UK CAA to allow ‘self-declaration’ medicals for UK pilots

‘Self-declaration’ medicals for holders of UK Private Pilot Licences (PPL) and National Private Pilot Licences (NPPL) are set to become a reality in late August, the new system will replace the requirement to obtain a medical from a doctor or medical examiner. The change is contained in legislation due to be enacted in the next few weeks, an advance copy of which has been seen by FTN.

Currently pilots with a NPPL licence are required to comply with DVLA group 1 or 2 standards and have their self-declaration of fitness countersigned by their GP. Holders of a UK PPL currently need at least an EASA ‘PART-MED’ class 2 medical or the NPPL medical requirements if they only use the privileges of an NPPL licence.

The change was subject to a CAA consultation and the CAA say that the move will lead to cost and time savings for pilots and, in most cases, remove the need for General Practitioner (GP) or Authorised Medical Examiner (AME) involvement in the process. The CAA have previously confirmed that 96 percent of those responding to the consultation agreed with the proposal.

The new medical requirement for UK private pilot licence and national private pilot licence holders is to be able to meet the same standard as that required to hold a DVLA Group 1 Ordinary Driving Licence (ODL). Existing medical options (for example a UK declaration with GP counter signature) will remain available. The same options will also be available for private balloon pilots.

To take advantage of the change, pilots will need to complete a form on the CAA website to declare that they meet the DVLA medical standard. Pilots under 70 will need to do this once while pilots over 70 must confirm their declaration every three years.

The new UK legislation applies only to holders of a UK PPL or NPPL issued by the UK CAA

The CAA say that change is supported by a study of the risks associated with GA flying, together with a review of the causes of light aircraft accidents and the likelihood of these being triggered by a pilot being medically incapacitated. The risk to third parties was considered and the regulatory approach taken by the Federal Aviation Administration (FAA) in the USA, which closely mirrors the UK proposal, was also reviewed. The FAA has recently announced a similar move on PPL medicals.

The new UK legislation applies only to holders of a UK PPL or NPPL issued by the UK CAA, but not professional pilots nor holders of an ‘EASA’ or ‘JAR’ PPL issued by the UK CAA, and not to pilots wanting to use the privileges of an Instrument Rating (IR). The new legislation states that the holder of a UK PPL or NPPL can make a medical declaration if they:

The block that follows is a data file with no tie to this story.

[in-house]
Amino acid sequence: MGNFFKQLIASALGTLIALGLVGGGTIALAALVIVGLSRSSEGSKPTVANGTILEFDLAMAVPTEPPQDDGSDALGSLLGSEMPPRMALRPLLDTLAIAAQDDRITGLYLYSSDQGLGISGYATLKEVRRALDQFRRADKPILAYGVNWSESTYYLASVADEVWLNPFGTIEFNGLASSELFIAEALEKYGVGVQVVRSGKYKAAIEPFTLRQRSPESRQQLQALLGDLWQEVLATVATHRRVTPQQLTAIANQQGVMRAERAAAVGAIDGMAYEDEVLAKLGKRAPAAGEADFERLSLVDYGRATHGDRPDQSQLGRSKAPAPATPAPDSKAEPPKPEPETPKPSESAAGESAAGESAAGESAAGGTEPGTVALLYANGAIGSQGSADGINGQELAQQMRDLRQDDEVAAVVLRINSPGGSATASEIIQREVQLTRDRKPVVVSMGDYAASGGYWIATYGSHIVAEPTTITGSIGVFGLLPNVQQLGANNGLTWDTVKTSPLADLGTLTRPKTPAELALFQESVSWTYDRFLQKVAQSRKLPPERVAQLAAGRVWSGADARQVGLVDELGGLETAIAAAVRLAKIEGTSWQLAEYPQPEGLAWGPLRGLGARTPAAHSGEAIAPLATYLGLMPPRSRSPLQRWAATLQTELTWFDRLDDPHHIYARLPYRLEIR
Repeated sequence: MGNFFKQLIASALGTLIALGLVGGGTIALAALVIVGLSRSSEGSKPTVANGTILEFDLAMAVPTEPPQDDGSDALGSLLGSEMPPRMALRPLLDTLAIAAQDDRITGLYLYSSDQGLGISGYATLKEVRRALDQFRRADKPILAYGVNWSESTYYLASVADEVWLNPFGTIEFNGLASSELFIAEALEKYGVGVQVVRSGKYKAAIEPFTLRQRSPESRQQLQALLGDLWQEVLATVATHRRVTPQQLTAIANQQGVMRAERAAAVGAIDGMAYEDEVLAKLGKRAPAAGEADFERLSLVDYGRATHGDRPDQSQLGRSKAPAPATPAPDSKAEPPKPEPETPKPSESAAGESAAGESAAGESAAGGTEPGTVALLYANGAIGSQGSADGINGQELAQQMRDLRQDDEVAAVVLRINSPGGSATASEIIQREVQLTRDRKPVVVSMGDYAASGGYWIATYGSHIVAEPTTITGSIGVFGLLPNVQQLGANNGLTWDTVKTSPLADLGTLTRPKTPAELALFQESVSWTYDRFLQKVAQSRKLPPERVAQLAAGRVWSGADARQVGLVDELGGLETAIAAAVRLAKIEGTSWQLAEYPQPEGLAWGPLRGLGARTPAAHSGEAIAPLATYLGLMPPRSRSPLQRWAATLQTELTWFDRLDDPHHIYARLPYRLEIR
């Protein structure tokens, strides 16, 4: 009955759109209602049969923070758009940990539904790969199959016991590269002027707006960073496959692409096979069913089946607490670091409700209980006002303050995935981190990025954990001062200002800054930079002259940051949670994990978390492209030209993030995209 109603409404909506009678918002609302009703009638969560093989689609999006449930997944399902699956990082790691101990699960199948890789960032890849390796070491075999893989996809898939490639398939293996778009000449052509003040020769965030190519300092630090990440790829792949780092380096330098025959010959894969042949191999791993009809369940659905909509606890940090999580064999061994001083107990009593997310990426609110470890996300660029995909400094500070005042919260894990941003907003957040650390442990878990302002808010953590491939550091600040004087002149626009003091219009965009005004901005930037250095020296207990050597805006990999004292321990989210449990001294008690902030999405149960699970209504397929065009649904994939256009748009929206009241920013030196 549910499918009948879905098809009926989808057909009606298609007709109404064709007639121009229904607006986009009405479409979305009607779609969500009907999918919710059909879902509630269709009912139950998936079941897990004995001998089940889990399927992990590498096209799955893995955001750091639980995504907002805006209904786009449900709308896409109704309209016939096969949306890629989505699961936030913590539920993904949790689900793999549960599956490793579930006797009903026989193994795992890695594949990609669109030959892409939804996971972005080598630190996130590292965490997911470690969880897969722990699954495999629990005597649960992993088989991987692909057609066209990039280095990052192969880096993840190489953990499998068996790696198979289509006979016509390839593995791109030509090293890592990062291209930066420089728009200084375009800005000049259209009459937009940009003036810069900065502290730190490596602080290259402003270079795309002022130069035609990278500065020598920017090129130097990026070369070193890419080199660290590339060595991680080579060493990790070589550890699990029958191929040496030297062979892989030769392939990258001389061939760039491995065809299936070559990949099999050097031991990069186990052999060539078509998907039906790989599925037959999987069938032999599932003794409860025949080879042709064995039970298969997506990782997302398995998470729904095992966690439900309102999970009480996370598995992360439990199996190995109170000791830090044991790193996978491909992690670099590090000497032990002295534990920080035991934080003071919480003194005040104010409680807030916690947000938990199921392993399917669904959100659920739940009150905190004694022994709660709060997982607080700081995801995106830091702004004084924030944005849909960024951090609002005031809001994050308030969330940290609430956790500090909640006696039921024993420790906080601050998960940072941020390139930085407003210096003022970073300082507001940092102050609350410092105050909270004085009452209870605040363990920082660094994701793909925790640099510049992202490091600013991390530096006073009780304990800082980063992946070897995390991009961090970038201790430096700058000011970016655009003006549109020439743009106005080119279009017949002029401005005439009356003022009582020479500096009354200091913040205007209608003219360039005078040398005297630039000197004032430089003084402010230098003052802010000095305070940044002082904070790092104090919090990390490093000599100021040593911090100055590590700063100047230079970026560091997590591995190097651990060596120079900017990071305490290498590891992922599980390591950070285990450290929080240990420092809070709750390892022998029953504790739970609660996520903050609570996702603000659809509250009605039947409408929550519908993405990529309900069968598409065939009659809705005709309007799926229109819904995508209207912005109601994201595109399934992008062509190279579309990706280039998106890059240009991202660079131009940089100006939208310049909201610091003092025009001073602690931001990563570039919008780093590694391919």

(a) reasonably believe that they meet the medical requirements for a Group 1 Licence issued by the Driver and Vehicle Licensing Agency (DVLA); and are not subject to a ‘disqualifying medical condition.’
(b) make a declaration to that effect to the CAA; and
(c) in the case of a licence holder aged 70 years or more, have made such a declaration within the previous three years.

A “disqualifying medical condition” is defined as any physical or mental condition or illness, or any history of such a condition or illness, including:

(a) any alcohol or drug abuse, addiction or misuse;
(b) any neurological condition;
(c) any functional disability;
(d) any surgery or medical treatment;
(e) any collapse, fainting or loss of consciousness;
(f) any history of (a) to (e); or
(g) such other medical conditions as the CAA may specify, that might “impair the safe operation of normal flight controls or render the licence holder unfit at any time to perform any function for which the licence is granted.”

There are additional restrictions which apply to pilots without a medical certificate. Flight by a pilot using the ‘self-declaration’ procedure is restricted to:

(a) aircraft with a maximum take-off mass of 5,700kg or less;
(b) not more than three passengers on board;
(c) by day or when exercising the privileges of a night rating;
(d) in visual meteorological conditions (VMC) or when exercising the privileges of an instrument meteorological conditions (IMC) rating; and
(e) within the UK only unless the holder has specific permission for the airspace in which the aircraft is being flown.

Additionally, to exercise night rating privileges, the pilot must meet the colour vision requirements of MED.B.075 of Part-MED.

Author: FTN

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